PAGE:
• Tara House, [42] 138 Lower Salthill, 00353 (0) 91 527966,. Tara House Bed and Breakfast situated in Salthill is in the perfect location, just 200 metres from promenade and famous Galway Bay. It is close to golf clubs, fishing, tennis, leisureland and Pearse G.A.A Stadium. Bus stop to the Centre is directly outside main entrance (or 10 minute walk to Quay Street). This family owned Bed & Breakfast with private car park is the ideal base for touring Aran Islands, Connemara, Cliffs of Moher and the Burren. Our generously sized en-suite rooms have multi-channel T.V, direct-dial telephones, wireless internet, hairdryer, ironing, tea and coffee making facilities. Ground floor accommodation available.

Hotels in Galway

  • Westwood Hotel, [43], Dangan, Newcastle, +353 (0)91 521 442. Four star hotel.
  • The Menlo Park Hotel [44] Menlo Park Hotel, Headfort Raod. +353 (0) 91 761 122 Award winning hotel with great bar and restaurant, friendly staff and lovely rooms. Only 15 minutes walk from city centre.
  • The Imperial Hotel Galway City [45] The Imperial Hotel, Eyre Square, Galway City. Tel 353 91 563033 . Located in the heart of Galway City and the closest Hotel to Galway University NUIG it has a good location. Rooms start at €59.
  • The G Hotel [46] The G Hotel, Wellpark. 353 91 865 200. A five-star hotel, just outside the centre. The interiors are swanky and decadent and the service is professional. Rooms start at €140.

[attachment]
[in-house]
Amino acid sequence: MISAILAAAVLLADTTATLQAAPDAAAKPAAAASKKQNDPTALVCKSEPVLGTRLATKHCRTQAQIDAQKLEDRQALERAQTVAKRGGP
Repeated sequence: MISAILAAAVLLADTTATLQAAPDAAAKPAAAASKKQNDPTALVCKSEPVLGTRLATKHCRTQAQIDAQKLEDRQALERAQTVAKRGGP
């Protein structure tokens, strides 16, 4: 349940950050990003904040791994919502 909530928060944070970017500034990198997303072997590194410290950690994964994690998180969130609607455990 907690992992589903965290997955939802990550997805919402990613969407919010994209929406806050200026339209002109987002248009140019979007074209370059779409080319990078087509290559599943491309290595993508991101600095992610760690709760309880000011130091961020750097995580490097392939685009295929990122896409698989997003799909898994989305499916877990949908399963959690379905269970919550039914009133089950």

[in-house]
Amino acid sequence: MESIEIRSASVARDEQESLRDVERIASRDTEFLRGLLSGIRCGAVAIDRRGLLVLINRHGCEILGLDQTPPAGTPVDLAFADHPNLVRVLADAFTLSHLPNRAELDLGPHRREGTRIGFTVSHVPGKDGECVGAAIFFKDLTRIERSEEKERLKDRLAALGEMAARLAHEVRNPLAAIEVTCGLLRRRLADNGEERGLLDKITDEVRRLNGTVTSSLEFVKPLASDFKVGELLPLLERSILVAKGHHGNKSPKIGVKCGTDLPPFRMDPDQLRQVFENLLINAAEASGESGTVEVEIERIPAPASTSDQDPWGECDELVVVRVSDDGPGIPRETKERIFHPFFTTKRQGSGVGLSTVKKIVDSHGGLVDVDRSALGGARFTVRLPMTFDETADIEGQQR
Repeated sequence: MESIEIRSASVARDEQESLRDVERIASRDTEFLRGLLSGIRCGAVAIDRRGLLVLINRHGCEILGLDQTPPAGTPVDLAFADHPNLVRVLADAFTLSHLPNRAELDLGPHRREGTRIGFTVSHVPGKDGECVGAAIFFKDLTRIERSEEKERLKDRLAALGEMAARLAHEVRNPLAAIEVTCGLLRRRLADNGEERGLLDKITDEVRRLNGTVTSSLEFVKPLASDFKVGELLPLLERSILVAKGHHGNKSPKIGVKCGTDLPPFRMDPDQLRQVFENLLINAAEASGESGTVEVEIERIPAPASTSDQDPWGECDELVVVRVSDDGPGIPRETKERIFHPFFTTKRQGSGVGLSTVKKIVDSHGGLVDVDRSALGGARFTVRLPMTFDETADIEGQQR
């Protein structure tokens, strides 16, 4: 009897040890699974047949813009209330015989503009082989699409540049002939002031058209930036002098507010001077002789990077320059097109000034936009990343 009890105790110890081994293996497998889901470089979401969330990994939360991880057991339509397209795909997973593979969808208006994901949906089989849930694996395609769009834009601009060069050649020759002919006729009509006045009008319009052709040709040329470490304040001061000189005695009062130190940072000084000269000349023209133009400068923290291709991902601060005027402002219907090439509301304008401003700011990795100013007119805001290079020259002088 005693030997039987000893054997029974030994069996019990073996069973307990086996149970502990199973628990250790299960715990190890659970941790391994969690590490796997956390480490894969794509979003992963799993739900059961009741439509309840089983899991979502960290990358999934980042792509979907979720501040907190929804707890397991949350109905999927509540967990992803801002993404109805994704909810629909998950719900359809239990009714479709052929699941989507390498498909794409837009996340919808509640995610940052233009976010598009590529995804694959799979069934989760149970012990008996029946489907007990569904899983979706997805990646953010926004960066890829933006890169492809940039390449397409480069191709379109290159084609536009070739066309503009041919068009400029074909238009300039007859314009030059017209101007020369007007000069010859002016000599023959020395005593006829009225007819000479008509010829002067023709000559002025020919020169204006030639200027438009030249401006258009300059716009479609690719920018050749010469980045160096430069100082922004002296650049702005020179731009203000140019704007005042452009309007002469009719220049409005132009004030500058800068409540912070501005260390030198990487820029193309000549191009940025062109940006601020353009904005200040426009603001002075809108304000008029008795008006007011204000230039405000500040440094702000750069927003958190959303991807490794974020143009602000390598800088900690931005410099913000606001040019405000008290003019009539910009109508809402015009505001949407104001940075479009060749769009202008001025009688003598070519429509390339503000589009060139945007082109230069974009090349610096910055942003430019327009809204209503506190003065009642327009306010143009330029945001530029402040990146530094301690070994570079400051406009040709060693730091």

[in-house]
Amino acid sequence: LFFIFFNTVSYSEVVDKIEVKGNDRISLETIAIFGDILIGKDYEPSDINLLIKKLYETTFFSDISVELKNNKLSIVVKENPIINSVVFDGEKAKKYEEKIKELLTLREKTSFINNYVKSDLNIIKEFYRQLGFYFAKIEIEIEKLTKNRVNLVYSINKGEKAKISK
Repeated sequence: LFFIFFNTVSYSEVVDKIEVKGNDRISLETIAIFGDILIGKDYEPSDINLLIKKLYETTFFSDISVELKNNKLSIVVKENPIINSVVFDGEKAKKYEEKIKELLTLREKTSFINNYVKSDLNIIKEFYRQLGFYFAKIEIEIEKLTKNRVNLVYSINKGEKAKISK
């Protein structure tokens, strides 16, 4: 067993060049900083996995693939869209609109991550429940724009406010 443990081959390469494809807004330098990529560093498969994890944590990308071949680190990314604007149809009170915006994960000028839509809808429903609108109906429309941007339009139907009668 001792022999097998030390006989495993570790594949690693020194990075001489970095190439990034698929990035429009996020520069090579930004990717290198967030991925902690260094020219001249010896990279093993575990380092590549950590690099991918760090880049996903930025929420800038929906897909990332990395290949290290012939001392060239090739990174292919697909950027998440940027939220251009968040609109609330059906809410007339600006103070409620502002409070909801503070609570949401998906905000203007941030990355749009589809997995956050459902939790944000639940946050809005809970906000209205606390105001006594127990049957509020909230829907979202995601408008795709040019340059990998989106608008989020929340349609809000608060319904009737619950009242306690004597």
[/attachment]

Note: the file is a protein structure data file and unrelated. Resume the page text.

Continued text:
• The Meyrick Hotel [47] The Meyrick Hotel, Eyre Square. 353 (0)91 564 041. An elegant 4 star Victorian hotel, in a fashionable part of the city centre. Rooms start at €87 per night.
  • Park House Hotel[48] Forster Street, Eyre Square. 353 091 564 924. This ideally located hotel is just seconds away from the bus and train station. This hotel has clean rooms and a friendly staff. Ask for a back room, as the noise from Eyre Square can be a bit loud on weekends. Rooms start at €80 on weekdays.
  • Galway Bay Hotel[49] The Promenade, Salthill. 353 091 520 520. Located in scenic Salthill, Galway Bay Hotel is a popular choice for tourists and conferences. The large hotel has a spa and leisure center.
  • Forster Hotel Galway[50] Forster Street, 353 091 539 839. While the rooms are a bit small, the location is excellent and the staff are accommodating.
  • Crecent Close Galway City Self Catering[51] Sea Road, 3 Star Self Catering Apparments located in Galway City Centre
  • Travelodge Galway Hotel (situated at 1 mile from Galway City Centre), Travelodge Galway Hotel, Tuam Road, Galway., 091 781 400 (, fax: 091 781 798), [52]. checkin: 3.00pm; checkout: 12.00pm. Rooms from €35.